Consoli A, Nettel-Aguirre A, Spence JC, McHugh TL, Mummery K & McCormack GR
Built Environment and Physical Activity
Participation in physical activity is known to improve a person’s overall health. Regular walking is a no-cost, low risk physical activity that most able-bodied adults can incorporate into their daily lives (1). Regular walking can provide a number of health benefits including increased physical fitness, reduced risk of cardiovascular disease, improved blood pressure, weight loss and improved mental health (2, 3, 4, 5). Despite the numerous health benefits physical activity and walking provides, many North American adults do not participate in enough physical activity to achieve these health benefits.
Pedometers have been used as a potential tool to promote physical activity and increase walking among adults (6). While pedometer interventions offer a potential means to improve a person’s physical activity and health, it is important to consider how the built environment might influence the success of pedometer-based physical activity interventions. Objectively measured neighbourhood built features that are associated with walking include street and sidewalk connectivity, residential density, proximity, a variety of destinations and land uses and pedestrian infrastructure (7). A person’s subjective perceptions of their neighbourhood walkability including access to recreation facilities, sidewalks, shops/services and safety can also contribute to physical activity participation (8). A recent study sought to assess how the built environment might facilitate or impede the success of pedometer-based physical activity interventions.
The influence of neighbourhood walkability on a pedometer intervention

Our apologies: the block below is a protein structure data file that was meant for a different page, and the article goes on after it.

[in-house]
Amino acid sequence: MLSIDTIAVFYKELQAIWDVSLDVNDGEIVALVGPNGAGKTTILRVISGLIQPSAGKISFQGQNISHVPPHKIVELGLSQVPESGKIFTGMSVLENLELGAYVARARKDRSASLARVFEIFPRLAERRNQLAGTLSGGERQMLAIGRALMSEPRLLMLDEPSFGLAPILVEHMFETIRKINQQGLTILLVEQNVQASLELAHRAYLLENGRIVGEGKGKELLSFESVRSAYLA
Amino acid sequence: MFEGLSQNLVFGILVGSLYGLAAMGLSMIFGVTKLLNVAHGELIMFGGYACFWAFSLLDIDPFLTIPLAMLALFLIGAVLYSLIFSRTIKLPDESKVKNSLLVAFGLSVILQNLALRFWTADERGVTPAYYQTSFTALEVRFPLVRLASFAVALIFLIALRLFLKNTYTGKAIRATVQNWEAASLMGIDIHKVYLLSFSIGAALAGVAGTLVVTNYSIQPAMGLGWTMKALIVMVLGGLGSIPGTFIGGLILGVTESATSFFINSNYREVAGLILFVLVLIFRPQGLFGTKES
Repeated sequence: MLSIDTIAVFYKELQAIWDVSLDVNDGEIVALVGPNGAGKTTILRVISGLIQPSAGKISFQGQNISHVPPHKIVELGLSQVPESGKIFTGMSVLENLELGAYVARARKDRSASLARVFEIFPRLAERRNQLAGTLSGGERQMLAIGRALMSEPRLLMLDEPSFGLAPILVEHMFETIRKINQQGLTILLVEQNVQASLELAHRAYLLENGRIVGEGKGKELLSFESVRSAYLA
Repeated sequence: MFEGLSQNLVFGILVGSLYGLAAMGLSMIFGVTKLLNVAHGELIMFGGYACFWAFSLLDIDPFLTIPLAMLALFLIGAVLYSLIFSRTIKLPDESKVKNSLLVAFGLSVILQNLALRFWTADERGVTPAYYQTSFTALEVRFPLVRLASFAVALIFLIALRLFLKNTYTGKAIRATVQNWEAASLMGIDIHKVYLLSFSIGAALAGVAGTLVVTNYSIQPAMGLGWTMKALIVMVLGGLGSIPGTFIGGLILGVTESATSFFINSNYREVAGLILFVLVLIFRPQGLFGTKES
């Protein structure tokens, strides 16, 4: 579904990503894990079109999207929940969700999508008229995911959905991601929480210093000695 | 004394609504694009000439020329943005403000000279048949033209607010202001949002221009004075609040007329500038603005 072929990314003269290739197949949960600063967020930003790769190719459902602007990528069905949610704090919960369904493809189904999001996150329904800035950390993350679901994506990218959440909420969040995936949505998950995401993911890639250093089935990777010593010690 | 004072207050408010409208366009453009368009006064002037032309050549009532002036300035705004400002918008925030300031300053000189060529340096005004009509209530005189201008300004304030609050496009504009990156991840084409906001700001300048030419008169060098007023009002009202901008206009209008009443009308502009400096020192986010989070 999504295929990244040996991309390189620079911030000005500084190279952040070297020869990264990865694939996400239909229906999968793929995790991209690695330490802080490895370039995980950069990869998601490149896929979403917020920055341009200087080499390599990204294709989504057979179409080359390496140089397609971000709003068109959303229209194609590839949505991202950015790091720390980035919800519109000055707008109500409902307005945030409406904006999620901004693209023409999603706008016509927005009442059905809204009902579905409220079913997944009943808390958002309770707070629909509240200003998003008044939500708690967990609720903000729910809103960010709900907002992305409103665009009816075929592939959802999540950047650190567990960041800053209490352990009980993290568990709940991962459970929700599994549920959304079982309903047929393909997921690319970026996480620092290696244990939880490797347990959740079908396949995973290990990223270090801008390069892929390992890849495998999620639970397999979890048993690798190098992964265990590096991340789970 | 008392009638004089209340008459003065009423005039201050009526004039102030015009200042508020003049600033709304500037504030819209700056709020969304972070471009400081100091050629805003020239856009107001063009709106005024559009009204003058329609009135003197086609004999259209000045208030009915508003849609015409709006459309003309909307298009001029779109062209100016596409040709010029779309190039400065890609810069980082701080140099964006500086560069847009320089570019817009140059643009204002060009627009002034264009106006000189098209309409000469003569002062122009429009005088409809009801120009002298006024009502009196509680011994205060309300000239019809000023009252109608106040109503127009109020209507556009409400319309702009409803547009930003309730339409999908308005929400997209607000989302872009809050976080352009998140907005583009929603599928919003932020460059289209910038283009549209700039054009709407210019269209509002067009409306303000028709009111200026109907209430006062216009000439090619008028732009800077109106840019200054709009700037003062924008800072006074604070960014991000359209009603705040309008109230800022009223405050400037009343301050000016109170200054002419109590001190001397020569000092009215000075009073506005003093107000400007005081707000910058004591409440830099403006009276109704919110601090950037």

This study investigated the impact of the built environment on the physical activity of individuals participating in a 12-week internet-delivered pedometer-based intervention (UWALK) and their adherence to the UWALK intervention. The built environment was assessed using Walk Score® to estimate objectively measured walkability and the Neighbourhood Environment Walkability Scale – Abbreviated [NEWS-A] to capture participants self-reported neighbourhood walkability. A one-unit increase in self-reported walkability (NEWS-A) was found to be associated with an increase of 46 more daily steps, while objectively measured walkability was not associated with daily steps. Neither self-reported nor objectively measured walkability were associated with adherence to the UWALK intervention. These findings suggest that perceived walkability may be more important than objectively measured walkability when considering the effectiveness of pedometer-based interventions like UWALK. Strategies that target an individual’s perceptions of their neighbourhood walkability, for example, information about walkable routes in neighbourhoods and community recreation events, should be considered when administering pedometer-based physical activity interventions.
Suggested Citation: Consoli A, Nettel-Aguirre A, Spence JC, McHugh TL, Mummery,K, & McCormack GR. Associations between objectively-measured and self-reported neighbourhood walkability on adherence and steps during an internet-delivered pedometer intervention. PloS One. 2020; 15(12): e0242999–e0242999. https://doi.org/10.1371/journal.pone.0242999
Written by Calli Naish, BAS and Dalia Ghoneim, MPH, CSEP-CEP; Graphic by Calli Naish and Dalia Ghoneim
Posted on March 16, 2021
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